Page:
Following the establishment of the new ombudsman scheme – the Australian Financial Complaints Authority – the corporate watchdog has decided to review its standards for internal dispute resolution processes, (RG 165) and called for submissions.
Submissions closed in early August and they have raised some interesting and thorny issues for superannuation funds and insurance companies.
The consultation paper issued by ASIC floated a number of reforms including reducing IDR complaint time limits, expanding what constitutes a complaint and increasing data collection and reporting obligations.
The most contentious of the proposed reforms is to reduce the time for decision-making on an IDR complaint to 45 days for superannuation complaints, and to 30 days for all other complaints.
Currently, trustees have 90 days in which to make decisions on superannuation complaints. However, under the Insurance in Superannuation Voluntary Code of Practice, responses to complaints involving insurance benefits must be provided in writing within 45 days, unless there are exceptional circumstances in which case the time limit is 90 days.
Life and general insurers currently have 45 days to make decisions on IDR complaints under their codes of practice.
The ASIC paper justifies the reduced timelines on the need to harmonise IDR complaint time frames across the financial services sector, to drive greater efficiency and to improve consumer experiences.
They also propose to restrict the bases on which exceptional circumstances extensions can be invoked.
The Financial Planning Association submitted that a universal 45-day time limit was appropriate and that it may be impossible to turn around complaints in any shorter timeframe.
For its part, ASFA supports the extension of the voluntary code 45-day time limit across the superannuation sector whilst maintaining the ability of a trustee to send a “delay notification” in recognition of the complexity of many superannuation complaints.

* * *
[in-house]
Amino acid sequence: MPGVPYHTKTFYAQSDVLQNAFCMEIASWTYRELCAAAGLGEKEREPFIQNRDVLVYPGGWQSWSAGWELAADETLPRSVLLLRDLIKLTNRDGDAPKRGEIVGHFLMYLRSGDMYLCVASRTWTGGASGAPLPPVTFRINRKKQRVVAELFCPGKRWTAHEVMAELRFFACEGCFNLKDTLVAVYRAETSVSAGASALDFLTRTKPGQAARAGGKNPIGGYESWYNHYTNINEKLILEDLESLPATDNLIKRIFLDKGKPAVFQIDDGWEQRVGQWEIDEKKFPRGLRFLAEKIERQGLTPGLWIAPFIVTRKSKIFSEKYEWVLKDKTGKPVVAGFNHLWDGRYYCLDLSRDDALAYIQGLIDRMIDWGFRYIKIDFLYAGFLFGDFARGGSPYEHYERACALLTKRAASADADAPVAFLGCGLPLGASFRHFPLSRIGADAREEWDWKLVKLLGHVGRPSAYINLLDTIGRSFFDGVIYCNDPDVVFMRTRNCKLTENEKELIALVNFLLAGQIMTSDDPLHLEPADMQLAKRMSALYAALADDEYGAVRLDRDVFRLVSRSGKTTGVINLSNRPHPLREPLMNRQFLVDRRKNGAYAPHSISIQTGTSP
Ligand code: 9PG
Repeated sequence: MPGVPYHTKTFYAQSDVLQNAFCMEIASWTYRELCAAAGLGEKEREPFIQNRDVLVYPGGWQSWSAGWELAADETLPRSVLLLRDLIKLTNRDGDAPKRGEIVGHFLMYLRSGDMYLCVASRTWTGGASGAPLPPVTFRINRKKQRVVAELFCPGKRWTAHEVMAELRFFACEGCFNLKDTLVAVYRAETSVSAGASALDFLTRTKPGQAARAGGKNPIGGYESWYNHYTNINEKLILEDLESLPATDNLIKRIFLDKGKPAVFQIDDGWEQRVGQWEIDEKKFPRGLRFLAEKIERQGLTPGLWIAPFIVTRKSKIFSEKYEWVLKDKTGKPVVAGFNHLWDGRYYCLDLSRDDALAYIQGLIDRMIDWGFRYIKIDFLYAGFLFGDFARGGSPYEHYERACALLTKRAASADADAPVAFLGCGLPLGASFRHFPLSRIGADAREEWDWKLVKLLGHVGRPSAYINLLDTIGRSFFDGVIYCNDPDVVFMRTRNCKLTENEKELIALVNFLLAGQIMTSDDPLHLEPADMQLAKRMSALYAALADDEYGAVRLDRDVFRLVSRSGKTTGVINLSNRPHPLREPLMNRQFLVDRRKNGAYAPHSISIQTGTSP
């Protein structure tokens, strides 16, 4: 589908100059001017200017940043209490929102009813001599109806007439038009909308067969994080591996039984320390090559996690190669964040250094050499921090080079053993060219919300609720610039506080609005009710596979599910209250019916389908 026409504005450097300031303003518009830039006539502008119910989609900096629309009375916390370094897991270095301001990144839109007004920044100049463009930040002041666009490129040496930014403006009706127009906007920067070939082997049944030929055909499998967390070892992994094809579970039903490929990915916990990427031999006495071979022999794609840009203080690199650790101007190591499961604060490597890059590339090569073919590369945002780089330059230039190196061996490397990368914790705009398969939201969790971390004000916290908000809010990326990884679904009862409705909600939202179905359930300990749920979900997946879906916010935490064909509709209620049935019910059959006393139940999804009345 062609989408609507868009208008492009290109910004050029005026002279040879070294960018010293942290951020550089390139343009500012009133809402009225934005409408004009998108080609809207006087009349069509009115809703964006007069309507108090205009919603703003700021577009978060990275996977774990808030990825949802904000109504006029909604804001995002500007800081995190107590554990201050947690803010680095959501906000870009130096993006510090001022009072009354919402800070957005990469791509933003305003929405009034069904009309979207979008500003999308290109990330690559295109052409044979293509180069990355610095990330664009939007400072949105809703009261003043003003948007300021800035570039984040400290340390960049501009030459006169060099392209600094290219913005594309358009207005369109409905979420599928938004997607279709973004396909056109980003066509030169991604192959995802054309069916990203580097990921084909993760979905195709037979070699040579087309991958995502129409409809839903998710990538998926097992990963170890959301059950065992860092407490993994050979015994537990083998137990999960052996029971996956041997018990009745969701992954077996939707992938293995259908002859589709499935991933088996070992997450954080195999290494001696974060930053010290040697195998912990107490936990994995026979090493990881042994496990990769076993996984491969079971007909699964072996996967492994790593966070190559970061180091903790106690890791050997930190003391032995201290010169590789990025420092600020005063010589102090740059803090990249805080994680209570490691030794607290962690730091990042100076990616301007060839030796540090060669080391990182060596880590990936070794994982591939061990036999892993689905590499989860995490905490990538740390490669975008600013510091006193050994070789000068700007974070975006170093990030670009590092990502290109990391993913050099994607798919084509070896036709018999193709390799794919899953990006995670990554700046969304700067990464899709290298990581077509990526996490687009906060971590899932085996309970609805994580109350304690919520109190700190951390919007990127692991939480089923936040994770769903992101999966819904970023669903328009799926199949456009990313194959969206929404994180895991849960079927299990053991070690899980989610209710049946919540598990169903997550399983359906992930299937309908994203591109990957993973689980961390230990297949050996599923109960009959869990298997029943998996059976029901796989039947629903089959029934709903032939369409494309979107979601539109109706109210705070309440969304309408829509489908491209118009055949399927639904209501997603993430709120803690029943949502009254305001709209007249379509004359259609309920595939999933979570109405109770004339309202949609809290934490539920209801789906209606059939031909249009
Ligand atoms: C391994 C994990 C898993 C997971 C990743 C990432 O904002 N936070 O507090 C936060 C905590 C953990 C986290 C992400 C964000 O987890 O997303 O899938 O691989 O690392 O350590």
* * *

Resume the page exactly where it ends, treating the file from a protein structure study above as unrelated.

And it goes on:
Consumer groups have welcomed the proposals but are generally pushing for 30-day timeframes with limited and prescribed exceptional circumstances extensions.
ASFA argues that unlike binary banking and general insurance complaints, many superannuation complaints involve multiple parties, including disability and death benefit complaints, and some defined benefit complaints can involve complex trust deed interpretations and calculations.
Whilst this is true, it does not account for all superannuation complaints, many of which are in fact complaints against trustees alone for administrative or process errors. For example, 47 per cent of all complaints lodged with the Superannuation Complaints Tribunal in 2017/18 were classified as administrative complaints.
Given that the superannuation and life insurance industries have moved to 45-day time frames for dealing with insurance-related complaints under their codes of practice, it should only be in limited circumstances that extra time would be required, even allowing for the fact that trustees have statutory obligations to pursue disability claims were it is reasonable to do so.
Superannuation death benefit disputes can involve multiple claimants and are subject to a ‘claims-staking’ process which has generally worked well to date. This process could run foul of a 45-day time limit and may require some tinkering. However, the fraught nature of death benefit disputes means shorter resolution times are preferable for all concerned.
There is no compelling reason why administrative complaints cannot be dealt with by trustees in the same 30-day time frame that banks and credit providers are required to deal with complaints. It would be open to superannuation funds to restructure their decision-making and complaints processes to accommodate the shorter turnaround.
The safety valve of delay notifications would remain available for some complaints that cannot be dealt with in the more aspirational timeframes and, as ASIC noted, under AFCA’s “refer back process” trustees and insurers will be given another opportunity to resolve complaints lodged with AFCA.
The expanded definition of a complaint is designed to accommodate new social media channels and platforms. This is laudable but, as some submissions have pointed out, caution must be taken to ensure that mere expressions of dissatisfaction are not necessarily required to be logged as complaints.
Explicit requirements for meaningful reasons for decisions are a no-brainer to enhance consumer understanding and represent an expansion of the current statutory requirement for superannuation trustees to provide written reasons for all death benefit complaints but only for other complaints upon request.
Similarly, data collection and reporting are commonsense recommendations that build on the initiatives in the codes of practice.
In short, the recommendations represent an overall enhancement of the consumer experience of IDR and will improve confidence in industries that have copped a battering lately.
However, changes will count for little unless there is robust oversight by independent code compliance committees.